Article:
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Shortly after reading, in the Guardian Weekly, about the active volcano on Montserrat, covering the town of Plymouth in layers of ash, burying it like “a  modern Pompeii slowly being reclaimed by the mountain, and hearing of one Cecil Wade who, while pointing at the Soufriere Hills volcano, still smoking, said ‘That is the devil, man, that is Satan at work’ while the faint smell of sulphur still hung in the air”,  I listened to an interview with an Inuit man who, when asked about his feelings on knowing that the bones of some Inuits who joined a traveling zoo around 1880 and wound up in Europe being displayed and studied and then dying in France, from small pox I believe, were to be repatriated to their home turf, burst into uncontrollable sobbing for some moments before being able to put some words to his reaction.

As far as I could gather this was based on a version of tribal loyalty and devotion to ancestors, and as such, reminded me forcefully of just how many souls on Earth remain enthralled by such illusions, illusions that need to be exploded before the individual can expand into their real heritage of spirit swimming through many forms to reach that far shore of enlightenment dimly viewed through the waves and rapids thrust in our path.  Tribes, nations, families, ancestors and religions are mere encumbrances when the soul shakes loose from its egg of inhibitions to find that it is as free as any angel, cloud or neutrino in this continuum of vibrations supporting any level of manifestation imaginable.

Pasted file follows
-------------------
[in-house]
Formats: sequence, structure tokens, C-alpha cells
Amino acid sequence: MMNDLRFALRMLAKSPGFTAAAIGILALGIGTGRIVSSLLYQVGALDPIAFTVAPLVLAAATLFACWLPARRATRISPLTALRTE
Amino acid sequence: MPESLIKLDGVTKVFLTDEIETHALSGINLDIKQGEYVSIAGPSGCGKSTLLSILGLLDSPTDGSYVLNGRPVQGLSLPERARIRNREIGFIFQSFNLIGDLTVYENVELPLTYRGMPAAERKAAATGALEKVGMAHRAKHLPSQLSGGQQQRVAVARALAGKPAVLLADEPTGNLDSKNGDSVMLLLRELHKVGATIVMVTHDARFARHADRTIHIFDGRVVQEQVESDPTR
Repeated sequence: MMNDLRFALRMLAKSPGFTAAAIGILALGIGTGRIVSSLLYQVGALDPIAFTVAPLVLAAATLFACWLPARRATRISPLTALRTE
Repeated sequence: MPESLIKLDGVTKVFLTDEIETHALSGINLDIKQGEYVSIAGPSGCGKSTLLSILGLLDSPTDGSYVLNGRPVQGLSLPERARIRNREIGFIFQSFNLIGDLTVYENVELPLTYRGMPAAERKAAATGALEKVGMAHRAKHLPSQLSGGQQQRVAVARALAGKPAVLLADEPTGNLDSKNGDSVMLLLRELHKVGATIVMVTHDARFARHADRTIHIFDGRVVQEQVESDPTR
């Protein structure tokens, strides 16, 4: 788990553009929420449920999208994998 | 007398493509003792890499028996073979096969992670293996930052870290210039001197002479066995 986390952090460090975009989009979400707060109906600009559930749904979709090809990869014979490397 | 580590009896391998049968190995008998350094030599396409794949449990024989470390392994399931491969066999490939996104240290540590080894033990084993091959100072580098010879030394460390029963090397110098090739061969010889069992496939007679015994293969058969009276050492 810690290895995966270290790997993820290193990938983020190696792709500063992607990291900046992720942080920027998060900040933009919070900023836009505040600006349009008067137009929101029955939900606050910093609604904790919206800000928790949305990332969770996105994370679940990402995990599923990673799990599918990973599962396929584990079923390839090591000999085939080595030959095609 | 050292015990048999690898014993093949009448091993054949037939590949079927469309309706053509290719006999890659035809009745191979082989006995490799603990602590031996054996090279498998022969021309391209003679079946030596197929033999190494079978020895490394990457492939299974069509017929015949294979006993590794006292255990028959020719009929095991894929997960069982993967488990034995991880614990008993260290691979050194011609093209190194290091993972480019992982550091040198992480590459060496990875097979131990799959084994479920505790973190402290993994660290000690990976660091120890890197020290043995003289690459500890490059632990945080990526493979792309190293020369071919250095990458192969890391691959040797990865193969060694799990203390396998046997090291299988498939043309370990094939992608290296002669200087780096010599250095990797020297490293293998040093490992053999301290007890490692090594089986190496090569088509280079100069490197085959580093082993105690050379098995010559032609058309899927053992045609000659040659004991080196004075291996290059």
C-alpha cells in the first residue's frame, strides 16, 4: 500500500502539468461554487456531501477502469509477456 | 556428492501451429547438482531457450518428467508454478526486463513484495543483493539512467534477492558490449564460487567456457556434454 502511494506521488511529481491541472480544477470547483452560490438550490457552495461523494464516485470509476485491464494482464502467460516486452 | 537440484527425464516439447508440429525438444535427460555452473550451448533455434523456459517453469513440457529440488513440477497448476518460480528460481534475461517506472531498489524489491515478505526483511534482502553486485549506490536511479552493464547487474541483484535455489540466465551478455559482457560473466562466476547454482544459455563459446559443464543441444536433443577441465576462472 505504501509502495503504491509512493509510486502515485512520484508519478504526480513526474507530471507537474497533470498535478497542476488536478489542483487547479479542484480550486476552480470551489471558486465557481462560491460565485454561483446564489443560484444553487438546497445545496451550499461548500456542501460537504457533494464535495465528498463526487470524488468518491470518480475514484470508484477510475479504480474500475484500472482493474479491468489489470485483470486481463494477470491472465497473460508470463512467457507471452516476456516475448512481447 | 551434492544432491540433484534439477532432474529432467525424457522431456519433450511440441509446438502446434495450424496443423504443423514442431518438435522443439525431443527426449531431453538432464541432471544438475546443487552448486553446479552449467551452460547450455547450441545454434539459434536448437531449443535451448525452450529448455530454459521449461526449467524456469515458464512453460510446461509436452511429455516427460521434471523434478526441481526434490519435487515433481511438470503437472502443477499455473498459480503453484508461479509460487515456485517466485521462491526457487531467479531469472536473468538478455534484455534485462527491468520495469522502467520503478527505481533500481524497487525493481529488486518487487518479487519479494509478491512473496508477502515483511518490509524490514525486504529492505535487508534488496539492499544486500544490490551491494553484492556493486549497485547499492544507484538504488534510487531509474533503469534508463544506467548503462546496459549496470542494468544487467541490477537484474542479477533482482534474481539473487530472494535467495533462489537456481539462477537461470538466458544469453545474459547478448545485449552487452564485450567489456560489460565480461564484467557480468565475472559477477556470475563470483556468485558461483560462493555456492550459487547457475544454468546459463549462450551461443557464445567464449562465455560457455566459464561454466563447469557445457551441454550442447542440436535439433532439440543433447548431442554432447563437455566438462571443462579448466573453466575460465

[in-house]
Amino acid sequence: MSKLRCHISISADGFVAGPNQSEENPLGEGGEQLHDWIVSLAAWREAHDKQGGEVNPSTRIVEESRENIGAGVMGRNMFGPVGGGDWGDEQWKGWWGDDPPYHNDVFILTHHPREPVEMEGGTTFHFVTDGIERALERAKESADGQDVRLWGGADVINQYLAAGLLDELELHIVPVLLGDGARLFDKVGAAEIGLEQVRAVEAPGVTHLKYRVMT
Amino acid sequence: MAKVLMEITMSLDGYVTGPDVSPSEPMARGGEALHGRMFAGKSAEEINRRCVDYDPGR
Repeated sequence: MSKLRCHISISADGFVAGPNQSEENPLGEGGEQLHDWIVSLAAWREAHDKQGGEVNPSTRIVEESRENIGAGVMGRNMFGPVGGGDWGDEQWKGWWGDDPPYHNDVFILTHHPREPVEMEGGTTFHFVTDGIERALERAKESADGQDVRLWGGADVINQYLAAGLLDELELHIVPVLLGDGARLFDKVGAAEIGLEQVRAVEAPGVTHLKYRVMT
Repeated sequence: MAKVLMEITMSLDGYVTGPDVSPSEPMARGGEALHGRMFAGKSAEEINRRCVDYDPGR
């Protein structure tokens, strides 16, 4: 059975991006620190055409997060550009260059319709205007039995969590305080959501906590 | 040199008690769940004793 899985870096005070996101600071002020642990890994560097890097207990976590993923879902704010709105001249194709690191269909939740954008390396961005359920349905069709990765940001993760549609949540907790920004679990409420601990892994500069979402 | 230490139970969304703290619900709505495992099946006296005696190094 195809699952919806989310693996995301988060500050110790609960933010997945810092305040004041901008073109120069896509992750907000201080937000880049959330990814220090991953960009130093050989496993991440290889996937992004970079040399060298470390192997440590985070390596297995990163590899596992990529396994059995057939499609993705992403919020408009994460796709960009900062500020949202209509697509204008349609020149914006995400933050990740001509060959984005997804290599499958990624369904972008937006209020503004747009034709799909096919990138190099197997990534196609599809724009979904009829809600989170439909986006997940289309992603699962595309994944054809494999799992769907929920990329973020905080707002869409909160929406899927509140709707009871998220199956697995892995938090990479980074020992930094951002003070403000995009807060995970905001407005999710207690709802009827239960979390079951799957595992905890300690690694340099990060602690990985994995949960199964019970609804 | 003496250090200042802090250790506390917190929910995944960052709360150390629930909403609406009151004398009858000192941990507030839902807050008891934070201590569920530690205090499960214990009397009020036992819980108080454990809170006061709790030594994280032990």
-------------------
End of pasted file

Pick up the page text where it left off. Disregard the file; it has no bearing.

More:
Obsession with physical remains is but one of many emotion laden illusions we must unhook from our energy systems should we wish to float ever more freely among the high vibrations of transcendent knowing, where doubt has been completely dissolved, and fear and anxiety forgotten.  Many other relics of our childhood in righteousness, so passionately argued and fiercely defended when threatened in the public theatre of debate, will fall away of their own accord when we forget to rebuild the walls of our forts as they crumble into disrepair, but some will cling tenaciously and must be determinedly flung from our sacred raft of habits and attitudes if that much desired 360 degree vision is to be achieved and then maintained without obstacles.

Certainly our understanding of soul evolution derived from past and between-life regression, though far greater than say, 30/40 years ago, is yet limited by the large majority of reports coming from the well-off, leisure bound and educated individuals of the West, most of whom have already embarked on their own voyage of inner discovery, leaving behind those inhibiting harbours of race, religion and family.

Unfortunately we do not yet know very much about younger souls who are as yet firmly attached to the myths spun by tribe, family, shaman, religion, consumerism and materialism. Some regressions include comments and observations on the sort of headstrong, prideful, foolish choices made when the experiencer was a much younger soul, beset by passion and blind ambition, and refusing the counsel of guides, and these are helpful clues, leading us to assume, perhaps with semi-conscious memories of our own youthful foolishness, a bigger picture of adolescents spinning out of control, half the time for the sheer joy of giddy spinning, and coming to grief on the rocks of whatever historical realities shoved them rudely back into the small pond prescribed by political and religious authorities.

What I have learned, both from the accumulated research and my own self-examination (the sort of thing that roams the astral and reaches out to Higher Self) is that as soul power is built, through the challenges and dismal failures of ‘earlier’ incarnations, it slowly acquires the inner strength to shuck off the demands of family, tribe and religion, but also the threats from environment and predators of all sizes, including viruses. It survives plagues, wars and family squabbles because it has acquired the cunning to avoid such alluring traps and explore the mysteries unencumbered.